We all know that the Tesla has a spacious interior as an electric vehicle. However, it’s odd that there are just two cup holders inside the vehicle. Why would they restrict the number of cup holders to two? It seems that the design and engineering team fell short in this regard. They could have included more for the passengers’ convenience, but they only included two cup holders.

As a result, if you have more drinks than the cup holders can accommodate, some passengers will be compelled to carry their cups. You can’t simply throw them on the floor because they’ll spill. As a result, travelers will have to have their drinks in their hands at all times.

16. Premature Rattle

Some Tesla owners have complained that their vehicles acquire a premature rattle. For example, Andy Blau reported on thedrive.com that his Tesla started making sounds when it reached 18,000 miles on the odometer. The Tesla was noiseless when he originally acquired it, but as it reached that travel distance, he realized it was already generating some sounds.

He went to the service facility to get his automobile looked up. The maintenance technician identified it as a loose ball joint, but they didn’t have time to replace it when he brought it to the service facility, so his vehicle continued to rattle.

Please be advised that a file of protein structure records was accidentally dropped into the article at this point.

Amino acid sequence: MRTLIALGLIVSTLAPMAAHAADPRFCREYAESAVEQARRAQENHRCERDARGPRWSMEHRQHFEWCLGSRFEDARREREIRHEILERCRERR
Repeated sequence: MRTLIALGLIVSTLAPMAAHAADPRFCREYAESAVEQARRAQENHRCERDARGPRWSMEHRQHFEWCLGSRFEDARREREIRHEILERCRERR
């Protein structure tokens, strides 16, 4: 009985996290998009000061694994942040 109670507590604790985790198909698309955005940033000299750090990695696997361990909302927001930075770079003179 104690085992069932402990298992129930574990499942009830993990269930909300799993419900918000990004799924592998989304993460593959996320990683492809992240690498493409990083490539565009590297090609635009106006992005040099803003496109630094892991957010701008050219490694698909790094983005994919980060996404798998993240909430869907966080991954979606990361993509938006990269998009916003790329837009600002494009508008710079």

17. Hardware Lags Behind Software Upgrades

Like any other new product, the Tesla software update may occur automatically and instantaneously. You may configure it to update on its own and then forget about it.

On the hardware, however, this is not the case. When it comes to hardware, you must update it manually. Unfortunately, doing so may be both time-consuming and costly. As a result, you wind up with obsolete hardware operating on the most recent software, which is inefficient or unsuitable for you.

For example, an upgrade brought features like Autopilot, dual-monitor, and blind-spot monitoring, but many drivers couldn’t utilize them since their hardware couldn’t handle them.

18. Too Expensive

The base Tesla vehicle costs $36,000 or more. If you’re purchasing a Tesla, you’re not the person who settles for the ordinary. So you go all out and purchase all the extras that can be added to it. When you do this, the Tesla becomes a premium vehicle rather than a mid-range one.